Vevay, Ind. receives National Historic Register status
It comes after years of hard work by local officials
VEVAY, Ind. (March 2020) – In December 2019, Vevay, Ind., announced that the town had received National Historic Register status after several years of planning and pursuing this effort. It was a process that began in the 1970s and was tabled until eight years ago.
“It was really a simpler process in the 1970s,” said Martha Bladen, director of the Switzerland County Historical Museum and member of Switzerland County Historical Society. “We were accepted at state level, but there was a lack of support at the local level. Residents started fearing that having National Historic Register status would involve more governmental control, and it was a very hot topic. Really, the community just wasn’t educated on what it meant exactly.”
When several groups in Vevay decided to restart this process, they decided to try a different approach by hosting public meetings in advance. “The Historical Society and Vevay Main Street supported it, so they decided to hold a series of public meetings at the library to help educate the public,” said Bladen.
She noted that the meetings were well advertised and that individual invitations were sent to people who lived in significant historic homes or ran businesses in well-known historic buildings. “We received lots of questions and really hoped to convey that pursuing this was to show that we’re proud of what’s here and have an appreciation for what is here.”
The Schenck Mansion in Vevay, Ind., underwent a massive renovation by owners Jerry and Lisa Fisher. It is now open to the public as a bed and breakfast.
Paul Diebold, Assistant Director for Preservation Services with Indiana’s Department of Natural Resources, is the state’s manager for the National Historic Register program. He served as a key resource for Vevay as it pursued this status.
“They invited me to attend one of their public meetings and help people understand the purpose and the process,” said Diebold. “It took time and took several reviews of the application. I’m the staff member that gets the last review before the application is presented to the Indiana Historic Preservation Review Board, which makes the final decision.”
Diebold said that he acts as a “go-between” for people of Indiana who want to pursue national recognition through the federal program. “Once Indiana’s board makes a decision, the community is listed on the state register, and the application is then forwarded to Washington D.C., for a decision by the National Register,” he said.
To qualify as a location for the National Historic Register, a town must have significance through its events, association, architecture or archaeology on either the local, state or national level. Diebold said that Vevay was shown to have statewide significance because of the events that have taken place throughout the town’s history.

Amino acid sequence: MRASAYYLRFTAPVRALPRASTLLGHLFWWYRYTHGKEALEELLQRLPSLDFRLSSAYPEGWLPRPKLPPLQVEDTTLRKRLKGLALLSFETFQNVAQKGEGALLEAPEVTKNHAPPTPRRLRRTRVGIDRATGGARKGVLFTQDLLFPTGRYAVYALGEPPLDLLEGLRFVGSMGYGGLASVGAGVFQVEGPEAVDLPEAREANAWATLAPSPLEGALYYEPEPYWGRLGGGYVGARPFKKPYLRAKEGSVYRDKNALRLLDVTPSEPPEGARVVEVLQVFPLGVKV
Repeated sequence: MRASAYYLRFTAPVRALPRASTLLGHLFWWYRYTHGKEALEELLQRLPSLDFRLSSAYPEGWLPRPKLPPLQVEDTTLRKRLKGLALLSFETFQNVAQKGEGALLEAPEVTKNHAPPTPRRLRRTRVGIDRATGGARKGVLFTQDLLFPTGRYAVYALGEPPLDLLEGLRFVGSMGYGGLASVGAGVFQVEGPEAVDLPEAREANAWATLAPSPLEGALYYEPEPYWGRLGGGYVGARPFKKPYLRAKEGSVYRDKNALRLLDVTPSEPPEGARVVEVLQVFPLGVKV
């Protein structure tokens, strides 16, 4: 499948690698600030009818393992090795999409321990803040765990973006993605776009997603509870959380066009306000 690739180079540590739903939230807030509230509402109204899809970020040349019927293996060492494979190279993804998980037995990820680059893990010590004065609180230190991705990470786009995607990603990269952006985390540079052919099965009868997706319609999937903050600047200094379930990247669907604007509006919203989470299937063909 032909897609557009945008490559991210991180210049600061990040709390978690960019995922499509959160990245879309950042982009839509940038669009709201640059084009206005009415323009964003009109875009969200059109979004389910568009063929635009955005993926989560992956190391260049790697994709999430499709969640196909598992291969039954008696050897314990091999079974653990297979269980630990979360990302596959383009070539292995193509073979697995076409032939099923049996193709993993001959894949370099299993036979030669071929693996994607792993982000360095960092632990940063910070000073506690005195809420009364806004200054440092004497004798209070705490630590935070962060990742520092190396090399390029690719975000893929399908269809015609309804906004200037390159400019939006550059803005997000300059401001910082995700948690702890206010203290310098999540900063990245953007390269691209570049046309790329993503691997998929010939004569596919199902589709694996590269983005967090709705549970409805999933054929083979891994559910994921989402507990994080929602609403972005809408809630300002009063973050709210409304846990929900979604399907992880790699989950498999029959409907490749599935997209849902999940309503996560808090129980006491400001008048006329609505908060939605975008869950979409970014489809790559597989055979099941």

The application to apply to be a location on the National Historic Register involves several steps, including detailed descriptions on the applying community’s historical significance and an explanation of what they are nominating. Bladen said that Vevay’s process was lengthy and involved pursuing various grants in order to have the funding necessary to make some changes.
“The hardest part was the mapping portion,” Bladen said. “Once we found someone to work on the maps, our application was complete. Paul really helped us fill in the gaps, and we worked together with him to get everything ready to go. I don’t think we realized all that goes into it.”
Bladen described several of Vevay’s locations that are a prime example of why they deserve this status. “The Schenck Mansion is the real star of Vevay. It was in terrible shape for many years but went through a beautiful restoration by Lisa and Jerry Fisher. Now it’s used as a commercial property and serves as a bed and breakfast,” said Bladen.
The Fishers also own a historic home on Vevay’s Market Street “This home was built by Ulysses Phillip Schenck, who was the father of the builder of Schenck Mansion. It’s a Greek Revival home that was built pre-Civil War,” said Bladen, noting that Vevay is fortunate to have both pre and post-Civil War structures.
“The Grisard Home is another outstanding example of what we have to offer. It was built from 1846-1848,” said Bladen. “Our courthouse received an individual listing on the National Historic Register in 2009. It is styled very similarly to Jefferson County’s and has the same architect, but Switzerland County’s was advanced a little,” she said. “We also have some beautiful churches and some great examples of Italianate architecture.”
Bladen said that the community is looking forward to the impact the newfound status has on the town. “We hope that this will draw attention to the community and to investors in preservation,” she said.
Diebold said that he thinks it could come as a surprise to people that Vevay was not listed on the National Historic Register prior to this. “We often think of those iconic Ohio River towns like Madison, Evansville and New Albany. Vevay especially has a very unique story with its Switzerland-Indiana connection. It’s a truly American story. It’s a true story of immigration, of someone working hard to establish a niche and place in the world, and it has a true mark on Indiana,” he said.
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